195 In Favor of United States Ratification of the Convention on the Rights of the Child
world that has not ratified the seminal agreement on that issue. It would be viewed as
hypocritical, and rightly so, for the United States to chastise another country for denying
children the right to an education when the United States itself does not guarantee that same
By ratifying the CRC, the United States would increase its credibility on the world
stage for the human rights of children. It would also return the United States to the
international conversation on human rights and give the United States a chance to regain
its status as a leading voice for the international rights of children.
IV. RESPONSE TO OPPOSITION
The major critique in opposition to ratification of the CRC is the federalist concern
about the infringement of states’ rights. This concern is not invalid, nor is it unique to the
ratification of the CRC. However, the United States has ratified other treaties that posed
the same threat to states’ rights by ratifying such treaties with reservations. Reservations
are a widely used international treaty tool that allows countries to ratify broad, multi-lateral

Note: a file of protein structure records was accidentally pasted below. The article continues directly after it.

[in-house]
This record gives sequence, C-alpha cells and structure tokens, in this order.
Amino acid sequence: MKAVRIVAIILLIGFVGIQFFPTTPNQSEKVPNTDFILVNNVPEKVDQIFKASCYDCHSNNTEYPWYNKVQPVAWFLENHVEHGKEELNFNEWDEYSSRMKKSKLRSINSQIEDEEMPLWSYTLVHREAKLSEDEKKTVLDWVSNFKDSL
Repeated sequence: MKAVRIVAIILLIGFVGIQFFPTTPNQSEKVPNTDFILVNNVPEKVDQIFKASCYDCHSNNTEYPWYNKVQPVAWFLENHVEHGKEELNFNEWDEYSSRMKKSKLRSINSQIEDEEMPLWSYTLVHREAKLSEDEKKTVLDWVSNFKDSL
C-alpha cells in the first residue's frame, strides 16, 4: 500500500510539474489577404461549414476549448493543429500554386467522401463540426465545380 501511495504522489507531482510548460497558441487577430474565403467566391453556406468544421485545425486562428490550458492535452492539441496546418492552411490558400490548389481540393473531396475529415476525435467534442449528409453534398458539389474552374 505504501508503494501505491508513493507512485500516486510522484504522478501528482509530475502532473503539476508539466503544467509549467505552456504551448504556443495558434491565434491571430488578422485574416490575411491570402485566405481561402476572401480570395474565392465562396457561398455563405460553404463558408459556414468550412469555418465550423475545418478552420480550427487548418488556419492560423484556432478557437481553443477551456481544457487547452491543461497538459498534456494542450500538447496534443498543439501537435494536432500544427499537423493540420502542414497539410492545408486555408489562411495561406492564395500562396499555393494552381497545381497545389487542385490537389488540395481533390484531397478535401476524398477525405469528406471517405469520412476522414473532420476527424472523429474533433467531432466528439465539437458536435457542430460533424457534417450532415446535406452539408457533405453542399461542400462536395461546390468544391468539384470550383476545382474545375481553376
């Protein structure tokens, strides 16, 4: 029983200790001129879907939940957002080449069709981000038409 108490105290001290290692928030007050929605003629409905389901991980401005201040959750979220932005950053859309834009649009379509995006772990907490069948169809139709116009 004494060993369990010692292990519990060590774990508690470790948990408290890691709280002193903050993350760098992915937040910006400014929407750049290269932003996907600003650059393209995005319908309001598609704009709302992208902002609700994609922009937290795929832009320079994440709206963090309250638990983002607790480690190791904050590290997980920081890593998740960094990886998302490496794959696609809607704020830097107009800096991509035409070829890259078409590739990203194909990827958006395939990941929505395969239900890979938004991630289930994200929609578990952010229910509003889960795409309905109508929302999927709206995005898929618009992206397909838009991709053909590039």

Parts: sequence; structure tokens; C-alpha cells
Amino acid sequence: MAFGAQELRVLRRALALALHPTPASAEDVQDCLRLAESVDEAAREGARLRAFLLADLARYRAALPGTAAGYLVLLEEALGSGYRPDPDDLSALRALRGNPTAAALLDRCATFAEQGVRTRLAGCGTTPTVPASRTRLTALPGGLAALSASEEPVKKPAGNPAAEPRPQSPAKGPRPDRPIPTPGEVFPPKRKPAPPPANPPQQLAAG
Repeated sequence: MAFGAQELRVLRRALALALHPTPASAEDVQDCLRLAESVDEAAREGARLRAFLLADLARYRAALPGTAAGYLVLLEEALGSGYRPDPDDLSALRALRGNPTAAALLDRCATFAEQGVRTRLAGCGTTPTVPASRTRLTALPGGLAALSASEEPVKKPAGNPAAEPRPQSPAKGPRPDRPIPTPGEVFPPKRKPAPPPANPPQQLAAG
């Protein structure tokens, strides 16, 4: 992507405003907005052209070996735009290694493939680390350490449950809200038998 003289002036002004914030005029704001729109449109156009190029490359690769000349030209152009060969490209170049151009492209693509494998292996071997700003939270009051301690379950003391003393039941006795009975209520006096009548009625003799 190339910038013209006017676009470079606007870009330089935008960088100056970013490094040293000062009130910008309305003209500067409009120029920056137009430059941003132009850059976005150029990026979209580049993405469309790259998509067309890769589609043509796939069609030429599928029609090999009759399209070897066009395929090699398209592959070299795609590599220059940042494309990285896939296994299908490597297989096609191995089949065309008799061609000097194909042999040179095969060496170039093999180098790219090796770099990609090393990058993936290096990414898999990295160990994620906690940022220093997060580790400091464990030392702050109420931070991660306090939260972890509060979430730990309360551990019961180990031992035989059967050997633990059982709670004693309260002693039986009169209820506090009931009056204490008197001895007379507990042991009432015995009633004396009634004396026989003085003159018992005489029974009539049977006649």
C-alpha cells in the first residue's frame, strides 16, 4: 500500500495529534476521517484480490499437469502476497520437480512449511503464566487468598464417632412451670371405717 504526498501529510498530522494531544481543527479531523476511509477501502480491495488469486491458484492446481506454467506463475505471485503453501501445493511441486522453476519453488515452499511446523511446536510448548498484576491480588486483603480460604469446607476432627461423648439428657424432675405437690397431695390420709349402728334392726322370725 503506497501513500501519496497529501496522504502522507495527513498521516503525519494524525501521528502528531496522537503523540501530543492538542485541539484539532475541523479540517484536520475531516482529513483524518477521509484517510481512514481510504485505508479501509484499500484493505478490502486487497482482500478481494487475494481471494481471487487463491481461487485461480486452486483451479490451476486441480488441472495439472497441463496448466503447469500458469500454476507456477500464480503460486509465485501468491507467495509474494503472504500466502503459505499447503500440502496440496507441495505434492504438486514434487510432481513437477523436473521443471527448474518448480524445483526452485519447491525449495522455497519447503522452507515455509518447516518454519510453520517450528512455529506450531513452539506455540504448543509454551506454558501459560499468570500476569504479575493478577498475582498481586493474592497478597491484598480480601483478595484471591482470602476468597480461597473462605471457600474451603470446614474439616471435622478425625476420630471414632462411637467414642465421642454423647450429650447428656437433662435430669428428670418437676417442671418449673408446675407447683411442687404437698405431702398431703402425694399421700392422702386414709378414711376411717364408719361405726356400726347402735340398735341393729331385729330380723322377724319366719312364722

agreements in harmony with domestic legal and political requirements.
In the case of the CRC, the United States Senate could ratify the treaty with a
specific federal reservation. The CRC allows such reservations, so long as the reservation
is not incompatible with the goals and purpose of the agreement. If the United States were
to ratify the treaty with the reservation that it would implement only the provisions the
federal government can control, there would be no conflict with state sovereignty and no
incompatibility with the goal or purpose of the CRC.
A similar tool the US could employ is to ratify the treaty as a non-self-executing
treaty. A non-self-executing treaty does not automatically change state or federal law and
keeps the treaty’s provisions from being enforceable in US courts. A non-self-executing
treaty requires a further act of Congress, like the passage of a law, to make any particular
treaty provision binding at the federal level or in federal courts.
The United States could choose to ratify the treaty in either of these two limited
ways in order to combat concerns regarding state sovereignty. Ratification of the CRC,
even in this limited way, would go a long way toward encouraging state and local
governments to change their statutes, regulations, and policies to benefit children.
Furthermore, it would set the United States on the path back to compliance with
international norms where children’s legal rights are concerned.